On January 9, 2015, Defendants filed a motion to dismiss pursuant to Federal Rule of Civil Procedure 12(b)(1) for lack of subject-matter jurisdiction because: Plaintiffs' claims do not raise a federal question; the Court did not specifically retain jurisdiction over the 2008 or 2010 Litigation to enforce the Settlement Agreement; and the terms of the Settlement Agreement were not incorporated into either of the Orders dismissing the 2008 and 2010 Litigations. (ECF Nos. 63, 65.) In opposing Defendants' motion, Plaintiffs do not argue that their claim to enforce the Settlement Agreement against Persico Contracting provides the Court with subject-matter jurisdiction. Rather, they argue that the Court has subject-matter jurisdiction because Plaintiffs have alleged “an ERISA common law claim of alter ego” and that “[b]ecause Defendants are de facto the same entity, the claim alleges that the new entities are directly liable to the Funds under ERISA.” (Memo. of Law in Opp. to Defendants' Mot. to Dismiss 3, 5-6, ECF No. 64.) Neither argument was made in the Complaint.

         DISCUSSION

         “Federal courts are courts of limited jurisdiction …. [that] possess only that power authorized by Constitution and statute … which is not to be expanded by judicial decree ….” Kokkonen v. Guardian Life Ins. Co. of Am., 511 U.S. 375, 377 (1994) (citations omitted). “[A] plaintiff asserting subject matter jurisdiction has the burden of proving by a preponderance of the evidence that it exists.” Vill. of W. Hampton Dunes v. New York, 89 F.Supp.3d 433, 441 (E.D.N.Y. 2015) (quoting Morrison v. Nat'l Australia Bank Ltd., 547 F.3d 167, 170 (2d Cir. 2008)) (internal quotation marks omitted).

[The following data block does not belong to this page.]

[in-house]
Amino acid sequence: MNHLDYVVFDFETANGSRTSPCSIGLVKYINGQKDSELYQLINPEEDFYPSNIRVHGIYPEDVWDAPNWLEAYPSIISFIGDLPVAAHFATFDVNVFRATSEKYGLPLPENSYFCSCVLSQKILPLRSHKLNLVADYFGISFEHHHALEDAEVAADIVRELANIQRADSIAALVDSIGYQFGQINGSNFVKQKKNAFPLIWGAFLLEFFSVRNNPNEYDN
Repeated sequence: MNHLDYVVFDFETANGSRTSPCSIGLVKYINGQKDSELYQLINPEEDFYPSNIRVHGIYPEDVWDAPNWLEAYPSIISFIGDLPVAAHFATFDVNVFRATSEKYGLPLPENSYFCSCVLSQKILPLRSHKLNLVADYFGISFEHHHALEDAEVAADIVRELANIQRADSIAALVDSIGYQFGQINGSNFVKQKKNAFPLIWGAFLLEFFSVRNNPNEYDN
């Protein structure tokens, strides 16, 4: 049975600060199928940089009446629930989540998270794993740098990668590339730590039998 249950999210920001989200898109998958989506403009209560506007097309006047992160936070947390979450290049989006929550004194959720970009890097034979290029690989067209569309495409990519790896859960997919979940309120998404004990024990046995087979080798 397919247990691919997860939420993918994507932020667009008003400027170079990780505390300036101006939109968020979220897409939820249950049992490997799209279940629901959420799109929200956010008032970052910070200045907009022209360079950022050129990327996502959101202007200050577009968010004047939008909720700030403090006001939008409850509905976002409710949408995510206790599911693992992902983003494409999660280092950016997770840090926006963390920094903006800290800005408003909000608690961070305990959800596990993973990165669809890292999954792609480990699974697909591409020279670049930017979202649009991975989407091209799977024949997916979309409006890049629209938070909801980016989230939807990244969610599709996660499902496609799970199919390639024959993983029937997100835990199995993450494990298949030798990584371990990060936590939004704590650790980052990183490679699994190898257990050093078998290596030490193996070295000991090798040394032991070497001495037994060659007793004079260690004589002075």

“In considering a motion to dismiss for lack of subject matter jurisdiction, we accept as true all material factual allegations in the complaint.” Atl. Mut. Ins. Co. v. Balfour Maclaine Int'l Ltd., 968 F.2d 196, 198 (2d Cir. 1992) (citation omitted). “However, argumentative inferences favorable to the party asserting jurisdiction should not be drawn.” Id. (citation omitted). In determining subject-matter jurisdiction, the Court can properly consider evidence outside the pleadings. See Makarova v. United States, 201 F.3d 110, 113 (2d Cir. 2000) (“In resolving a motion to dismiss for lack of subject matter jurisdiction ...